12 Things You Probably Didn’t Know About Fostering
Becoming a foster parent is an extraordinary way to make a big difference in a young person’s life. However, often people don’t realise they’re eligible to apply, or they don’t apply as they think their application will automatically be rejected. With huge numbers of children desperate for a stable and loving home environment though, please don’t be put off.
Below, we share 12 common misconceptions, things you may not have known and things to expect when applying, to help shed some light on the foster carer process:
1. Fostering is more common than you think – Statistics suggest that there are more than 63,000 children living with foster families across the UK. Malika Azahri of Norwich is one of these families and says “if you have time and a spare room and want to be a foster carer for the right reasons, go for it” and “seeing foster children smile and experience new things makes it worth it.”
2. People can be surprisingly insensitive – You may unfortunately find friends and family suddenly come out with some staggeringly insensitive remarks such as “Ohhh you’re brave” or “what’s his mother’s story?” This may simply be from lack of understanding about what fostering actually entails, but it may mean you’ll need to develop a slightly thicker skin…
3. Their parents are humans too – After meeting a child and hearing their difficult story, it can be understandable to feel deep resentment towards their biological parents. However, hating them isn’t the answer. Instead, try to help the child move past their past by staying positive and keeping an open mind.
4. Some children may be shy at first– You may find that some foster children are quiet, shy and reserved when they first move into your home, don’t worry. Usually this is just because they’re getting used to their new surroundings and family.
5. Age is no limit – Many people don’t realise that there’s actually no upper age limit on fostering in the UK and so don’t let your age put you off of giving a child a loving home. As long as you’re over 21, we value life experiences and know what with age comes wisdom.
6. You don’t have to be an existing parent – Another common misconception is that to be a foster parent, you need to have children already. Although having another child in the household can provide additional support for your foster child, people with no children can still apply and can still provide a happy, nurturing home environment.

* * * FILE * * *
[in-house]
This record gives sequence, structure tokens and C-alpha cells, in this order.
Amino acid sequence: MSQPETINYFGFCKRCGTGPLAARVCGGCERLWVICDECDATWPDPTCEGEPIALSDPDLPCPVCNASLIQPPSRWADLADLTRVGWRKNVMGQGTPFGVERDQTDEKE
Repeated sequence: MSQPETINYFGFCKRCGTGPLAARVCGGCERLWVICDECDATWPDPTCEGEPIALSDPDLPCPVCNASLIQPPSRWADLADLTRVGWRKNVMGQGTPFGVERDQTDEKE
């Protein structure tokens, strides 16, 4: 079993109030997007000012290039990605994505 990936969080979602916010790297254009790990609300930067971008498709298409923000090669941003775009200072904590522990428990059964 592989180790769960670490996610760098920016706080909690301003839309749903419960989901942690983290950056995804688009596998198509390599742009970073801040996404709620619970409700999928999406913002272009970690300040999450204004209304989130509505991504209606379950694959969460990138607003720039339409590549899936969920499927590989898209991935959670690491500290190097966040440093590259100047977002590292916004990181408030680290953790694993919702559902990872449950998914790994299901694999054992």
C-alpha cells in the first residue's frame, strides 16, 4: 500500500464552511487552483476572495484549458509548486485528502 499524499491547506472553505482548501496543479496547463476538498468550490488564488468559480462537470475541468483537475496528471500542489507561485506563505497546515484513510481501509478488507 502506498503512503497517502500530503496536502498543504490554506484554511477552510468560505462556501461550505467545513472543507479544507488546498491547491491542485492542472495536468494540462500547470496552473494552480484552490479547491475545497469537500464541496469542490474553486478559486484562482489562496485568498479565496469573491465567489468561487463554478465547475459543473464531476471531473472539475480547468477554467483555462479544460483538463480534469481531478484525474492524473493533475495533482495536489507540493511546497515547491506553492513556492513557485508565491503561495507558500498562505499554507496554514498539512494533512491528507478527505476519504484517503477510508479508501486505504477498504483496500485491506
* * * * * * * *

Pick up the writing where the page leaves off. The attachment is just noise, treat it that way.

7. You don’t need to be rich – Although it’s important to be able to support any new child financially, becoming a foster parent doesn’t depend on a bulging bank balance. What’s more important is being able to provide a happy and stable family environment for a child to grow up in.
8. It’s OK to say no – If you’re a foster parent dealing with short-term care, the time may come when you need a break. If you get asked to look after another child, you’re perfectly within your rights to say no at any time. Your well-being is essential for the well-being of the children within your care.
9. You can still work – Many people think you can’t have a successful career whilst being foster parents. Although you need to ensure your core responsibilities as a foster parent are being met, there is no reason why you can’t work. In fact, many foster parents continue to work in part time roles, so they can enjoy the best of both worlds.
10. The foster process isn’t necessarily difficult – Put off by the application process? While the process may be lengthy, it is clear to complete and there is always lots of support along the way. It’ll also be worth it at the end, when you get assigned with a child you can love and care for.
11. You can be male – Think that only women are allowed to apply to become a foster parent? On the contrary! The unique value male foster parents offer is now becoming widely recognised and so don’t hold off from applying!
12. You don’t have to own your own home – Many foster parents live in rented accommodation so don’t worry you’re not a home owner! Having enough room for a child to develop is the most important thing.
We hope we’ve offered you some food for thought, however, if you have more questions and would like to get in touch, call us on 0800 160 160 7, or request a callback here.